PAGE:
Staff Photo by Dan Henry / Volkswagen Chattanooga Chief Executive Officer Christian Koch unveiled the new Volkswagen Atlas to employees during a quarterly all-team meeting last week. The Atlas will be in production late this year and hit dealerships in spring 2017.
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A longtime Volkswagen executive with experience at the company's giant factory in Mexico has been named as the new chief of the automaker's Chattanooga assembly plant.

Antonio Pinto, named executive vice president of operations in Chattanooga effective Aug. 1, is replacing Christian Koch, who is returning to Germany to pursue his next assignment for VW, which wasn't disclosed.

Koch had taken over for Frank Fischer in 2014 at the factory that started making the Passat sedan in 2011. During Koch's tenure, the Chattanooga plant launched a Passat makeover and underwent a $900 million expansion to build the Atlas midsize SUV, which went on sale in May.

Pinto will report to Hinrich J. Woebcken, CEO of Volkswagen of America, which is headquartered in Herndon, Va. He will also report to Andreas Hinrichs, the chief production officer for VW's North American region.

Bill Kilbride, the Chattanooga Area Chamber of Commerce's CEO, said Koch accomplished a lot during his time in preparing for the Atlas roll-out and dealing with the fallout of the diesel-emissions issue.

"He did so much," he said, adding that he has heard initial sales of the Atlas are exceeding expectations.

Pinto has over 30 years of production experience, having joined the Volkswagen Group in 1994 as the head of assembly for Volkswagen Autoeuropa, an assembly plant located near Lisbon, Portugal.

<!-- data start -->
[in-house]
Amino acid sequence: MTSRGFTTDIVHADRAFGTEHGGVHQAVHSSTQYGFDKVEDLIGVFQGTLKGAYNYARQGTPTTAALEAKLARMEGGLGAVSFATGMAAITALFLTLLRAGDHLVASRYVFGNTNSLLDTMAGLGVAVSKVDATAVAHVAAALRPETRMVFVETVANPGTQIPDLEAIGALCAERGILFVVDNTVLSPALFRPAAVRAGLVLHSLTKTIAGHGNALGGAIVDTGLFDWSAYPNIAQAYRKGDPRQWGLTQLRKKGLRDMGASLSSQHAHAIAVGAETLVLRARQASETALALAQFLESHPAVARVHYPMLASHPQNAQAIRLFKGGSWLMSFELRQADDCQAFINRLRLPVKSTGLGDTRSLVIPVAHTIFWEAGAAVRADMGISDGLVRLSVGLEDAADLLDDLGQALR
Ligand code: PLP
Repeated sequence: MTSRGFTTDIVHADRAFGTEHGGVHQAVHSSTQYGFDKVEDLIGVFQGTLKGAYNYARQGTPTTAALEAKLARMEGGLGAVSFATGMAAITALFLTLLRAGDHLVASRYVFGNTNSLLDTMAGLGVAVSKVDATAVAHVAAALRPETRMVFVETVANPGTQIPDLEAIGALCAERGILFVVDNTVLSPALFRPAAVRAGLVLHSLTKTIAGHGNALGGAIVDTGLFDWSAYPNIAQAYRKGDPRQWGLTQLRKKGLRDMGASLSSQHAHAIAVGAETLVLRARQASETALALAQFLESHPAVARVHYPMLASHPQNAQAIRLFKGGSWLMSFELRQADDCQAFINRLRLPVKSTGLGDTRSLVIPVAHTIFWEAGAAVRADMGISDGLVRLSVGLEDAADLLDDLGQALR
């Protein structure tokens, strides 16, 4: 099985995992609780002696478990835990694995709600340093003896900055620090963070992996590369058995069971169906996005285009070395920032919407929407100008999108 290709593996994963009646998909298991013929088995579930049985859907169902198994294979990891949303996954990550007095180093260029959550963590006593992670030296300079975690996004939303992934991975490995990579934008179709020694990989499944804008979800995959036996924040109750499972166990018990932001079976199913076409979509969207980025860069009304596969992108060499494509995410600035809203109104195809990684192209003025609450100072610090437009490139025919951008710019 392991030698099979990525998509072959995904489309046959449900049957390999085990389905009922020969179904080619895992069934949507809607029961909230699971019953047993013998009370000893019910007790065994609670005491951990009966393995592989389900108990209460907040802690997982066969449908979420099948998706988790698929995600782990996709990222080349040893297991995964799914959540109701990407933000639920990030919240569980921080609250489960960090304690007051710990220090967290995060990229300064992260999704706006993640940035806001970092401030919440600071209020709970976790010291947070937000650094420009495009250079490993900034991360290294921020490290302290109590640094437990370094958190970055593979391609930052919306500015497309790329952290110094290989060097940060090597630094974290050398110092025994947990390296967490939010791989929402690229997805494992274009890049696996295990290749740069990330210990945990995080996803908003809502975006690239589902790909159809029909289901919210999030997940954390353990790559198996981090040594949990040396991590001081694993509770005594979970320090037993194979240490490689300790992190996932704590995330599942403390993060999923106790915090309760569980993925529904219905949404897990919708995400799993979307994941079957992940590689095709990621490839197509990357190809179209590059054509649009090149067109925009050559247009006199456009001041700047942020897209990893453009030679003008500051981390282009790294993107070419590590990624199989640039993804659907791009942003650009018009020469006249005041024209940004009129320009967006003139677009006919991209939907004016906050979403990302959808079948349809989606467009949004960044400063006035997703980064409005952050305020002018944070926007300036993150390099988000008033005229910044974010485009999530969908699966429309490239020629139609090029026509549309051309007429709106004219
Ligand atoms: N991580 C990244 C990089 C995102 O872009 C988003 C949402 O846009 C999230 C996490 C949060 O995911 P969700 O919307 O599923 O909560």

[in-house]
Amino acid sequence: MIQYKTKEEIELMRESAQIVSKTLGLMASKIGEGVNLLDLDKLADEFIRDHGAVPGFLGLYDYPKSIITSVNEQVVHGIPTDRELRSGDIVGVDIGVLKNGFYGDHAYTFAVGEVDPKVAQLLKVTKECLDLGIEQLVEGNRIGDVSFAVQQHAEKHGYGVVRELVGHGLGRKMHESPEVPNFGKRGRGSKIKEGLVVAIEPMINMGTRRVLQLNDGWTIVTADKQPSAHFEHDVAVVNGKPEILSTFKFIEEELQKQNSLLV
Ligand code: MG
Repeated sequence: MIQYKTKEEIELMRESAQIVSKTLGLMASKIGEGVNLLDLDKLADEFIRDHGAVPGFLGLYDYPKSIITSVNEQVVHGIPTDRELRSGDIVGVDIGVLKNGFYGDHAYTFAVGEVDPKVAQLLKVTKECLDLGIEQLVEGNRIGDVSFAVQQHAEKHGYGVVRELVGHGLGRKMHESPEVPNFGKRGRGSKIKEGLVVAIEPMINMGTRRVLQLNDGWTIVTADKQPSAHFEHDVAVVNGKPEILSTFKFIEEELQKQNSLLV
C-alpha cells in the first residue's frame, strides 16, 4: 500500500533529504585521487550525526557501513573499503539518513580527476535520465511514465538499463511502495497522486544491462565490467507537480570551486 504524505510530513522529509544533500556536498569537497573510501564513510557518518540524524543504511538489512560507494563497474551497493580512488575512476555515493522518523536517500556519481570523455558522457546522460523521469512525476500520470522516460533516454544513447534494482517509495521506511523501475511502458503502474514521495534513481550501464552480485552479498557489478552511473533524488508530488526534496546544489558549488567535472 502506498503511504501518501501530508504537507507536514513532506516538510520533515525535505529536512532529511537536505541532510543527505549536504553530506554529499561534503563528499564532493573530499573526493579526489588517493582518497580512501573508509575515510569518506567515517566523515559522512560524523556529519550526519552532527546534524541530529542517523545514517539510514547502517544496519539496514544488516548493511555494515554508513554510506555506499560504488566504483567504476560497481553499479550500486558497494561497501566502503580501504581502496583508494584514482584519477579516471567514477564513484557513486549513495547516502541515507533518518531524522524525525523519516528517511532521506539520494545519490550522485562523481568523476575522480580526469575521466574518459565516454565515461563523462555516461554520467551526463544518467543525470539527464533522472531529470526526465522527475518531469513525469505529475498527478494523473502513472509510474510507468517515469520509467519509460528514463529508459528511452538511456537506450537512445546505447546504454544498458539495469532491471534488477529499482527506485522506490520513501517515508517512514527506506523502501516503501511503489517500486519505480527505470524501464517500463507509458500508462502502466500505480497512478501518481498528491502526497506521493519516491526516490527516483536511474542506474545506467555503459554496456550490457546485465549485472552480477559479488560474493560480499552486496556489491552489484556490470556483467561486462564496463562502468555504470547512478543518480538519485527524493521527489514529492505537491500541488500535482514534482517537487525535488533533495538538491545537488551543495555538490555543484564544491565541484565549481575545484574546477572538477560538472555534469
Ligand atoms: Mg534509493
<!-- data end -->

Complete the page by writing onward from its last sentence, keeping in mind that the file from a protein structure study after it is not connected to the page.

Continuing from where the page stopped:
He spent two years in Volkswagen of Mexico and, in 2014, moved to Volkswagen South Africa as the director of production where he spent three years. He then moved back to Volkswagen of Mexico, where he has been serving as the vice president of production and logistics.

In Mexico, VW is ramping up production of its newly designed Tiguan SUV out of its Puebla facility, the company's largest assembly plant outside of Germany.

The factory that opened in 1967 also assembles the Golf, the Beetle and the Jetta, employing 14,000 people.

Kilbride said he looks forward to talking with Pinto and continuing Chamber efforts to help the VW plant grow. VW has bolstered its workforce over the past year or so to about 3,450 in Chattanooga.

"We'll do everything we can to help," Kilbride said.

The company has said it's looking to hit full production in Chattanooga by 2020 and add more SUVs and possibly electric cars. VW is eyeing assembly of a five-seat SUV to go with the seven-seat Atlas. VW's expanded factory now can produce about 250,000 vehicles a year.

Jack Nerad, Kelley Blue Book's executive editorial director, said there's a lot of excess capacity at the plant which VW would like to use.

"They're trying to sell where they build, which is sensible," he said.

Kilbride said the leadership turnover in Chattanooga brings people who have experience with different cultures.

"A lot of what's put into the Passat and Atlas still comes from overseas," he said, adding that executives learn how to innovatively maximize the supply chain.

Contact Mike Pare at or 423-757-6318.